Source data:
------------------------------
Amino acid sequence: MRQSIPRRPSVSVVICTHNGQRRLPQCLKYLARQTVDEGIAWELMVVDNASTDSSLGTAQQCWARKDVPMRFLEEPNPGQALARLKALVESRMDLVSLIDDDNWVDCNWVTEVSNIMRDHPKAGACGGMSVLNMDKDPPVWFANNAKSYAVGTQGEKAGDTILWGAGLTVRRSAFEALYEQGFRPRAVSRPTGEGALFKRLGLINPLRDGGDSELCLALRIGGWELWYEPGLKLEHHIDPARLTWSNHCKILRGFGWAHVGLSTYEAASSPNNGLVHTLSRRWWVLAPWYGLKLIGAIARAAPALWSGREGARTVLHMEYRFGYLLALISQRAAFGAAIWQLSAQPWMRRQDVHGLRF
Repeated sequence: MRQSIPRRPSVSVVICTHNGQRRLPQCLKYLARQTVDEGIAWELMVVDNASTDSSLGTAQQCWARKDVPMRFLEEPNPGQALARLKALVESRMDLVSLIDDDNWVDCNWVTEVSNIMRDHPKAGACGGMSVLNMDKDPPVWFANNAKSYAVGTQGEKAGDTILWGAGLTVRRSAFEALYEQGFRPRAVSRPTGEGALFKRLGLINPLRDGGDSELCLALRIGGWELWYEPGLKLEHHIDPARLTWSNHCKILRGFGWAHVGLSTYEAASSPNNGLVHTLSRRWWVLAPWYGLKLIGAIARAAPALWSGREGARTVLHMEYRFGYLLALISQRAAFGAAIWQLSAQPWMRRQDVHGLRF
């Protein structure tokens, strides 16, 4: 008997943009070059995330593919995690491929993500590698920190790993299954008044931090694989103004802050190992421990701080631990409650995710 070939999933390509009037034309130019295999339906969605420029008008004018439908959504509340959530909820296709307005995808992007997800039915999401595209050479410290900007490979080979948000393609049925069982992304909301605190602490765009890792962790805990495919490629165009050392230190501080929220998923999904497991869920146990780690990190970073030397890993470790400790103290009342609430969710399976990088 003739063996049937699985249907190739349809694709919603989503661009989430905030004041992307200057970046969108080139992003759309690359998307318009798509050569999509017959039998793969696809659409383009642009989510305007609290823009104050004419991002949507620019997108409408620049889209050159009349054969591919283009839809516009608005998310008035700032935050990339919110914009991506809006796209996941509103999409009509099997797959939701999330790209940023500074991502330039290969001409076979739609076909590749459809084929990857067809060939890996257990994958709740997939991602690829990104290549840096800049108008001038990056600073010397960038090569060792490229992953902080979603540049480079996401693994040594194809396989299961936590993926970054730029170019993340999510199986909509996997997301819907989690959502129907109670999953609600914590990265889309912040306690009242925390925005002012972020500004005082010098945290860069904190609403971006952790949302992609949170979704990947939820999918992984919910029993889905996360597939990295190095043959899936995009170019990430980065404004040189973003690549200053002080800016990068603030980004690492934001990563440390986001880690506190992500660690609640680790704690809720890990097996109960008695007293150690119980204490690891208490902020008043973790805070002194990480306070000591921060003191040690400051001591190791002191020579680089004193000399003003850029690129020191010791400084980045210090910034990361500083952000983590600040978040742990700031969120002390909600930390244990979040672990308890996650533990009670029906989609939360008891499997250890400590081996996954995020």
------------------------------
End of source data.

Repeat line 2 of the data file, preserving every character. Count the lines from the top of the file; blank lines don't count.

Repeated sequence: MRQSIPRRPSVSVVICTHNGQRRLPQCLKYLARQTVDEGIAWELMVVDNASTDSSLGTAQQCWARKDVPMRFLEEPNPGQALARLKALVESRMDLVSLIDDDNWVDCNWVTEVSNIMRDHPKAGACGGMSVLNMDKDPPVWFANNAKSYAVGTQGEKAGDTILWGAGLTVRRSAFEALYEQGFRPRAVSRPTGEGALFKRLGLINPLRDGGDSELCLALRIGGWELWYEPGLKLEHHIDPARLTWSNHCKILRGFGWAHVGLSTYEAASSPNNGLVHTLSRRWWVLAPWYGLKLIGAIARAAPALWSGREGARTVLHMEYRFGYLLALISQRAAFGAAIWQLSAQPWMRRQDVHGLRF